Court Draws Comparison To Stock Option Drawn
The future value of timber ready for harvest in the year 2007 is too speculative to be split between a husband and wife, said the state Appeals Court in a ruling that tests the reach of equitable distribution.
The case is Cobb v. Cobb (North Carolina Lawyers Weekly No. NA1232 – 8 pages). The opinion was written by Judge James Wynn, with Judges Gerald Arnold and John B. Lewis Jr. concurring.
The narrow question before the court ‘ whether 130 acres of standing timber is subject to equitable distribution ‘ was one of first impression in North Carolina. The larger question, however, was whether property that cannot be easily valued at present should be classified as marital property.
The Appeals Court said the timber’s value involved too much guesswork to be equitably divided. The court compared the timber to other types of speculative property, such as:
Deferred compensation that has not vested at the time of separation.
Non-exercised stock options.
Non-vested pensions and retirement benefits.
‘The court said the timber was like a non-exercised option,’ said Windsor lawyer Lloyd Smith Jr., who represented the husband. ‘The future value is contingent on events that we can’t accurately predict. All the value might be lost.’
In a second holding, the court said money that the husband paid the wife as ‘living expenses’ following their separation should be treated as an advance against her share of the marital estate. The wife contended the money was a gift that should not be considered in equitable distribution.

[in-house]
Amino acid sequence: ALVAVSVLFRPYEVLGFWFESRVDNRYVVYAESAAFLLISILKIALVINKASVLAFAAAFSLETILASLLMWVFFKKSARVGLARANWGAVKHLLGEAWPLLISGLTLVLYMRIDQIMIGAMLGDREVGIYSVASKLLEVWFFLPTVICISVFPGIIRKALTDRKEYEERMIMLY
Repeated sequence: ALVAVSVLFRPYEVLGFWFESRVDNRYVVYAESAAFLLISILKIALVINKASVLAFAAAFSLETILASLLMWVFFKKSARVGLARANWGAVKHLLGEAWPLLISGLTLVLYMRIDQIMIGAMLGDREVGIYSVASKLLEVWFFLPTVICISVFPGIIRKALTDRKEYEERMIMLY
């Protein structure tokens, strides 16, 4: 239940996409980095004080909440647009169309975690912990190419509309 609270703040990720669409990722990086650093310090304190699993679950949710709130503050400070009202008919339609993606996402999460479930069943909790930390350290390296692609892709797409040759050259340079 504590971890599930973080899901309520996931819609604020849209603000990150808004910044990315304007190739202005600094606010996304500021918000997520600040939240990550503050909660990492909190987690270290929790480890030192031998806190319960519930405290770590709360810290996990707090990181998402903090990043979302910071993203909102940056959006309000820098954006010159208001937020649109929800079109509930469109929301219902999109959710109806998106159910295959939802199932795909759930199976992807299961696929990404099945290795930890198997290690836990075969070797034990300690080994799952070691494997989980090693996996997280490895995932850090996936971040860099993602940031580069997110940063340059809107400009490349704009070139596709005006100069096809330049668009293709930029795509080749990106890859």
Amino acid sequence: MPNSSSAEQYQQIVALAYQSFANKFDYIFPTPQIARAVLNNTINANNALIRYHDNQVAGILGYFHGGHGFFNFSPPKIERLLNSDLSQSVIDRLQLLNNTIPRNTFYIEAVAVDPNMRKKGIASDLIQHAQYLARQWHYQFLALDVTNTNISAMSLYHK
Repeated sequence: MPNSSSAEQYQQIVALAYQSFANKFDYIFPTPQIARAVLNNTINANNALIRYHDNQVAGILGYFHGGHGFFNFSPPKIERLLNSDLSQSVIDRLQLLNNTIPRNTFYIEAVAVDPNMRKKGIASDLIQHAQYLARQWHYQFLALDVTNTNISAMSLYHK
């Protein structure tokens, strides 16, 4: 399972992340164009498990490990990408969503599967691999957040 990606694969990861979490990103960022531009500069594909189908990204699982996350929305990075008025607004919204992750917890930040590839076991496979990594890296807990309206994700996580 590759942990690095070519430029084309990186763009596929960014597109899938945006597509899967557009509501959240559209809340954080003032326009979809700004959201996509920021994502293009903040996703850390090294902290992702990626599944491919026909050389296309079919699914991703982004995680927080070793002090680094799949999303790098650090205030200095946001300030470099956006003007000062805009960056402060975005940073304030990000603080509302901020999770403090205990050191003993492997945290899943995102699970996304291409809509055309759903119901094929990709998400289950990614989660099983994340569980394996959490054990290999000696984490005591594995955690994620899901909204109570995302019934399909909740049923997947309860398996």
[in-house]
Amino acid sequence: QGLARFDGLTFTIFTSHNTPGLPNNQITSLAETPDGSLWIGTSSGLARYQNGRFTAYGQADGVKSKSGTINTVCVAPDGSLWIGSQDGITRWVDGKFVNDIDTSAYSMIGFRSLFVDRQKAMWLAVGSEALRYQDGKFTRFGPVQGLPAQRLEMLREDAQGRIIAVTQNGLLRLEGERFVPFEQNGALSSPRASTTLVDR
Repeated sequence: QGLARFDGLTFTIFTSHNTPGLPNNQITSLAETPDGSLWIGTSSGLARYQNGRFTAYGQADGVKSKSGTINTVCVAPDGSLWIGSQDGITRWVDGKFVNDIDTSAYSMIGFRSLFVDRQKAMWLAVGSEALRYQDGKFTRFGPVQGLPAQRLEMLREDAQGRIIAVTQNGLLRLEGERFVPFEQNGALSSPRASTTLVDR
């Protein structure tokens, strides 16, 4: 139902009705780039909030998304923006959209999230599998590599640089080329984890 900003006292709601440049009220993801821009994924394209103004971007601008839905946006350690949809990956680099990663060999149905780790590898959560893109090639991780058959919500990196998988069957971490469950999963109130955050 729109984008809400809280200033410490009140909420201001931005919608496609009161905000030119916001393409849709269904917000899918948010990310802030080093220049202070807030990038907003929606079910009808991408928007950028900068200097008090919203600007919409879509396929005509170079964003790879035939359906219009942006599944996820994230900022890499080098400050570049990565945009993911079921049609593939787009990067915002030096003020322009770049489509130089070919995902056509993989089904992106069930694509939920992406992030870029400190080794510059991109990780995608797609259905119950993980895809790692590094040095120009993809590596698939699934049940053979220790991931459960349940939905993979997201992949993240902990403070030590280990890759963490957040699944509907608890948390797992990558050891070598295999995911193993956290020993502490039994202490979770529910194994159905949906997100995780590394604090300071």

Not Vested At Separation
The parties were divorced in 1989 after 25 years of marriage. Two years later an equitable distribution hearing was held in Bertie County District Court.
A dispute arose over timber planted in 1972 on land owned by the husband’s corporation. The timber would be cut in 2007, with projected earnings of up to $174,000.
The trial judge refused to include the timber in the inventory of marital property. The wife appealed.
The Appeals Court cited N.C.G.S. § 50-20(b)(1). That statute says pensions, retirement and other deferred compensation not vested at the time of separation is not considered marital property.
Options which are not exercisable as of the date of separation and which may be lost as a result of events occurring thereafter are, therefore not vested, should be treated as a separate property of the spouse for whom they may, depending upon circumstances, vest at some time in the future,’ the court said, quoting from Hall v. Hall, 88 N.C. App. 297, 363 S.E.2d 189 (1987).
Judge Wynn said the value of the standing timber was too uncertain.
[The husband] may never realize the future value of the timber if, for example, the trees are destroyed by fire or insects, or if [he] decides to sell the property or to not cut the trees at all,’ the court said. ‘We determine that characterizing growing trees as a vested property right is far too speculative.
Advances To Wife
A second issue concerned more than $45,000 in periodic payments from husband to wife following their separation. There was no written agreement regarding this money, which the husband said was intended to pay for his wife’s living expenses.
The court ruled that the funds should count against the wife’s share of marital property. Smith said that was the fair conclusion.
The wife argued the payments were gifts and we argued just as vehemently that they were advances against the estate,’ said Smith. ‘He sent her the money so she could relocate after the separation and pay her separate bills. He was attempting to be fair to her. I think the court recognized that.’
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